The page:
This week, Brent, Tara, Richie, and Erik discuss a most excepted solution for SA and securing an instance, how many VLFs should a database have, merge replication issues, query tuning tips, database restores, and Larry Ellison’s self-driving database.
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Office Hours Webcast 9-20-17
(Sorry, no titles for questions this week – Brent’s off in the Isle of Man. Insert joke here about him not being manly enough to be a permanent resident.)
Brent Ozar: Hannah asks a question… I guess we’ll get started with the technical stuff… Hannah says – of course, it’s a tough one to get started with, “In regards to SA, the SA account and securing an instance, what’s the most accepted solution? Should I disable SA and only use Windows Auth, or should I change the SA account?” What did y’all do when you were managing servers?
Tara Kizer: I renamed the SA account and then set the password to something ridiculous that nobody could ever type in unless you got to source control. We had to use SQL Authentication due to the applications. I would have preferred to be Windows Authentication only, but whether or not you had to set up the instance to mix mode authentication to allow SQL Authentication is dependent upon the applications that are connecting. So since I had to have SQL Auth enabled, I wanted to do something about the SA accounts, so we renamed it and then just set a ridiculous password and put that in source control, or the password manager, of course; but never use the renamed SA account to login.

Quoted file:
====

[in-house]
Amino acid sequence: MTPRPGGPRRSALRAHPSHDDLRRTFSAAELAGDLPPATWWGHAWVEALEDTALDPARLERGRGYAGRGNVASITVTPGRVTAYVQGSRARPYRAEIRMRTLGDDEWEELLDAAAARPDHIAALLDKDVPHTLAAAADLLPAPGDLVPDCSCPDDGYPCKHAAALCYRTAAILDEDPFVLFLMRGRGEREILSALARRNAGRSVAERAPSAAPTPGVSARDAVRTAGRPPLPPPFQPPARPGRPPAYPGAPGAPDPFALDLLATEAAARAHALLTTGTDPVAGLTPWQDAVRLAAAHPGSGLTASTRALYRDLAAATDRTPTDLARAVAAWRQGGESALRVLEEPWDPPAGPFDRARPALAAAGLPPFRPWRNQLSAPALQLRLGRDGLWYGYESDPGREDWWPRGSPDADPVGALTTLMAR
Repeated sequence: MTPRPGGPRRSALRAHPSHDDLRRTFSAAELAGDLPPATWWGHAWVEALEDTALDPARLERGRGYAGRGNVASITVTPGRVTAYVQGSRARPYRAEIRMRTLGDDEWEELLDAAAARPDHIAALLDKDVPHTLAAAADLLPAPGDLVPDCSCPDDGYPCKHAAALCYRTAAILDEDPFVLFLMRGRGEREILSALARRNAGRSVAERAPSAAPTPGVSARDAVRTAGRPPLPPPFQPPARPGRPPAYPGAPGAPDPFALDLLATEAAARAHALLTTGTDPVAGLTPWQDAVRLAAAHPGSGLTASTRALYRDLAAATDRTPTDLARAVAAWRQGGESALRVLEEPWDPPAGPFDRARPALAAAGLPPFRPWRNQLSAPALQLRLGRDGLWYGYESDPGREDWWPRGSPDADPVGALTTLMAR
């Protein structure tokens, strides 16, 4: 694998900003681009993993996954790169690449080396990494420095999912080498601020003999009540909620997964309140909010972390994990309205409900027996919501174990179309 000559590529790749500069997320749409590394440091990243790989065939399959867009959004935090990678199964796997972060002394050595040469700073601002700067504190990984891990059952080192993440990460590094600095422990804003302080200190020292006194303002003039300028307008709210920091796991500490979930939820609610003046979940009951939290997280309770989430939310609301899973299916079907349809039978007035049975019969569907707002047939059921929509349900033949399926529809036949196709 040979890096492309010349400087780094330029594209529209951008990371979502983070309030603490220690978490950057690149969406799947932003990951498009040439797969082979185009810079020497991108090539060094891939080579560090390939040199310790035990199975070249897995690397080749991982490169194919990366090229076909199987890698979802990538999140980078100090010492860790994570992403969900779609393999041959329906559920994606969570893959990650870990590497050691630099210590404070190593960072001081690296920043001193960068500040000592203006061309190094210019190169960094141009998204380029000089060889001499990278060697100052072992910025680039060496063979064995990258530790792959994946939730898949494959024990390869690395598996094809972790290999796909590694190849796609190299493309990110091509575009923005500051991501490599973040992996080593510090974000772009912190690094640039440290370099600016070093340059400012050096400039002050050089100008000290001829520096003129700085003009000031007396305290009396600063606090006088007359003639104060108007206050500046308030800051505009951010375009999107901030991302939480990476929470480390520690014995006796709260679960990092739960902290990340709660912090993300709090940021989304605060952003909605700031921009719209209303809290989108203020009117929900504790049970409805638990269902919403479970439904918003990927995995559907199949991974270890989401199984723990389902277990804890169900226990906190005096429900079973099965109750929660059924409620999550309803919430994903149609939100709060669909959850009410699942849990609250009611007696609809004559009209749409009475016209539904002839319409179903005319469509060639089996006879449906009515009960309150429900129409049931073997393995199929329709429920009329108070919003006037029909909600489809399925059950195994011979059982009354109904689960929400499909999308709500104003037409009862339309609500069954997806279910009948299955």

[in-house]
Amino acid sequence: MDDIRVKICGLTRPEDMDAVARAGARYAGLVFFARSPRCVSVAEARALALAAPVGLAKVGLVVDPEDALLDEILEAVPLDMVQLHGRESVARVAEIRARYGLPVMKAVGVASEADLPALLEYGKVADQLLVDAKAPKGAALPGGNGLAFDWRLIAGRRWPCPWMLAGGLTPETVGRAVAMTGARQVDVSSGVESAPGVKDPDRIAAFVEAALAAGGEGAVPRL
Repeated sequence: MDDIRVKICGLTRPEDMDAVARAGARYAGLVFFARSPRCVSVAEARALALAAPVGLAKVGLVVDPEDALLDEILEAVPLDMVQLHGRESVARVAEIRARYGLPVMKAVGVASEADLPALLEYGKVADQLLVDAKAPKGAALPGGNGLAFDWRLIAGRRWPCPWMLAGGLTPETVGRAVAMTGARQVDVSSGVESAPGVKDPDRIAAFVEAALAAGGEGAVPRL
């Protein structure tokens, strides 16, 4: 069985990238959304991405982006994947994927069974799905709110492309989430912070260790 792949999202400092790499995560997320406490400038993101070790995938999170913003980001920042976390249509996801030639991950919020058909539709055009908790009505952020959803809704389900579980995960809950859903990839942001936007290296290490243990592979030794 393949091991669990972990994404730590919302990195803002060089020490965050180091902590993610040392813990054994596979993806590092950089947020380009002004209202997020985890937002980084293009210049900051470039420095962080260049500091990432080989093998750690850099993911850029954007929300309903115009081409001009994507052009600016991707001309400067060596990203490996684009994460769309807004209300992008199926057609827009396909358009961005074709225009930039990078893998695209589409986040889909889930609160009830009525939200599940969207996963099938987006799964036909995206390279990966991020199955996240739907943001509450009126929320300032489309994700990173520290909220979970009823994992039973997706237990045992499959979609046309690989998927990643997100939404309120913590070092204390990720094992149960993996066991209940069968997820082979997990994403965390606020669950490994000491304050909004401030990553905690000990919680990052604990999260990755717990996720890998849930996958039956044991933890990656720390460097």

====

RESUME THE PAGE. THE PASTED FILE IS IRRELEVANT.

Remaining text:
Erik Darling: I was in the same boat as Tara, where that old [inaudible] account was a SQL login, so I couldn’t just use Windows Auth only. But I would at least make an attempt at keeping SA disabled. Other people with SA privs would come on and turn it back on to do things with, which was kind of aggravating. Room full of developers just changing SA settings, and I was like no, put that down, stop. Someone’s popular…
Tara Kizer: No, it was just spam calls; so many spam calls.
Brent Ozar: David says, “I scramble the SA account daily. I had a vendor that kept resetting it and using the [crosstalk].” That’s excellent.
Brent Ozar: Next up, Chris says, “Hi guys, curious what your thoughts are for how many VLFs my database should have. I hear lots of different recommendations, what’s a good number to watch out for?”
Tara Kizer: [crosstalk] I have these numbers in my head, just based upon all of the databases that I’ve gone through and shrunk and fixed the VLFs on. Because I have run into massive downtime because of extremely high VLFs, back when I was an intermediate DBA and learned about VLFs afterwards. Anyway, he says to keep them under 100 or 1000 VLFs. What about – for 100GB database, generally they have less than 2000 VLFs. 2000 is too high in my opinion for 100GB database. 100GB database, I’d expect around less than 200 VLFs. Shrink it down as far as possible, like even to 1MB, then start growing out into bigger chunks. But 2000 is too high, in my opinion, for a 100GB database.
Erik Darling: Yeah, I think the main thing with VLFs, though is that it really is an odd circumstance where they cause a big problem. So, if you’re at the point now where you’re kind of twiddling thumbs and looking for something to fix, go for it. Otherwise, I would probably concentrate on something else.